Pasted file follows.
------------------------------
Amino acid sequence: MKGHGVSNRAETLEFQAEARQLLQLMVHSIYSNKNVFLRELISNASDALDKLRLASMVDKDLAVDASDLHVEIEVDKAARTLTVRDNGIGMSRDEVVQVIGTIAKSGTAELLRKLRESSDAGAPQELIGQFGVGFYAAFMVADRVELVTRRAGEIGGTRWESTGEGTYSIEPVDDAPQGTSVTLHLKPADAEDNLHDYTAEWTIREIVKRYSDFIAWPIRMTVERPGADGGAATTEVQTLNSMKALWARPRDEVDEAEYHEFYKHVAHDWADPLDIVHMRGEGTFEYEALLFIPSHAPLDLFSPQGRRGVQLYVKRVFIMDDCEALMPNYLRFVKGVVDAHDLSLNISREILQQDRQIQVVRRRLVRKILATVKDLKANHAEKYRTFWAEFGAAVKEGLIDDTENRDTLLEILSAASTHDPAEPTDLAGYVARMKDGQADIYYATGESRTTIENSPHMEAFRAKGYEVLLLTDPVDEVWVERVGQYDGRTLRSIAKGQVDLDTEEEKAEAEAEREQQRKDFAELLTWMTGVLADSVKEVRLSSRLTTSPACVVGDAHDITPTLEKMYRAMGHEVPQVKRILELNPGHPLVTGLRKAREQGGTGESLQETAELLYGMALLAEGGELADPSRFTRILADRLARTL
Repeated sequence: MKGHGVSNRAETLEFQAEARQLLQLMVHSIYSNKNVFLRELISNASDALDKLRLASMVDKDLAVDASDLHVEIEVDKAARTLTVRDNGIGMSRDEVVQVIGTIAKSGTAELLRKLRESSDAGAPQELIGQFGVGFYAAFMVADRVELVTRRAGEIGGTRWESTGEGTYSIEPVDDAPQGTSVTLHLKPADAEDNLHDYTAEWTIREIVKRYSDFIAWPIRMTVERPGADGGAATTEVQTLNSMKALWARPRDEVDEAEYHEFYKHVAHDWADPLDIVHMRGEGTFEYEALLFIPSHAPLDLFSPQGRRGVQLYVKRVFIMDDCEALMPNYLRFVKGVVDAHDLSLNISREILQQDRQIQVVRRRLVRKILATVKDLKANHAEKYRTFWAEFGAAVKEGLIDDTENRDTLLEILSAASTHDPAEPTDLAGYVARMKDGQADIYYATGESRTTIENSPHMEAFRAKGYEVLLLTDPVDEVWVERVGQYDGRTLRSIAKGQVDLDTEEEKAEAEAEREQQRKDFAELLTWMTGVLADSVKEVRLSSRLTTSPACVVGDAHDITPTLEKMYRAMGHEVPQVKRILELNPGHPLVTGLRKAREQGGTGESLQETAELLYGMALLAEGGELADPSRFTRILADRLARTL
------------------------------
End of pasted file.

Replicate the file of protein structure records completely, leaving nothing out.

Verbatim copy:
Amino acid sequence: MKGHGVSNRAETLEFQAEARQLLQLMVHSIYSNKNVFLRELISNASDALDKLRLASMVDKDLAVDASDLHVEIEVDKAARTLTVRDNGIGMSRDEVVQVIGTIAKSGTAELLRKLRESSDAGAPQELIGQFGVGFYAAFMVADRVELVTRRAGEIGGTRWESTGEGTYSIEPVDDAPQGTSVTLHLKPADAEDNLHDYTAEWTIREIVKRYSDFIAWPIRMTVERPGADGGAATTEVQTLNSMKALWARPRDEVDEAEYHEFYKHVAHDWADPLDIVHMRGEGTFEYEALLFIPSHAPLDLFSPQGRRGVQLYVKRVFIMDDCEALMPNYLRFVKGVVDAHDLSLNISREILQQDRQIQVVRRRLVRKILATVKDLKANHAEKYRTFWAEFGAAVKEGLIDDTENRDTLLEILSAASTHDPAEPTDLAGYVARMKDGQADIYYATGESRTTIENSPHMEAFRAKGYEVLLLTDPVDEVWVERVGQYDGRTLRSIAKGQVDLDTEEEKAEAEAEREQQRKDFAELLTWMTGVLADSVKEVRLSSRLTTSPACVVGDAHDITPTLEKMYRAMGHEVPQVKRILELNPGHPLVTGLRKAREQGGTGESLQETAELLYGMALLAEGGELADPSRFTRILADRLARTL
Repeated sequence: MKGHGVSNRAETLEFQAEARQLLQLMVHSIYSNKNVFLRELISNASDALDKLRLASMVDKDLAVDASDLHVEIEVDKAARTLTVRDNGIGMSRDEVVQVIGTIAKSGTAELLRKLRESSDAGAPQELIGQFGVGFYAAFMVADRVELVTRRAGEIGGTRWESTGEGTYSIEPVDDAPQGTSVTLHLKPADAEDNLHDYTAEWTIREIVKRYSDFIAWPIRMTVERPGADGGAATTEVQTLNSMKALWARPRDEVDEAEYHEFYKHVAHDWADPLDIVHMRGEGTFEYEALLFIPSHAPLDLFSPQGRRGVQLYVKRVFIMDDCEALMPNYLRFVKGVVDAHDLSLNISREILQQDRQIQVVRRRLVRKILATVKDLKANHAEKYRTFWAEFGAAVKEGLIDDTENRDTLLEILSAASTHDPAEPTDLAGYVARMKDGQADIYYATGESRTTIENSPHMEAFRAKGYEVLLLTDPVDEVWVERVGQYDGRTLRSIAKGQVDLDTEEEKAEAEAEREQQRKDFAELLTWMTGVLADSVKEVRLSSRLTTSPACVVGDAHDITPTLEKMYRAMGHEVPQVKRILELNPGHPLVTGLRKAREQGGTGESLQETAELLYGMALLAEGGELADPSRFTRILADRLARTL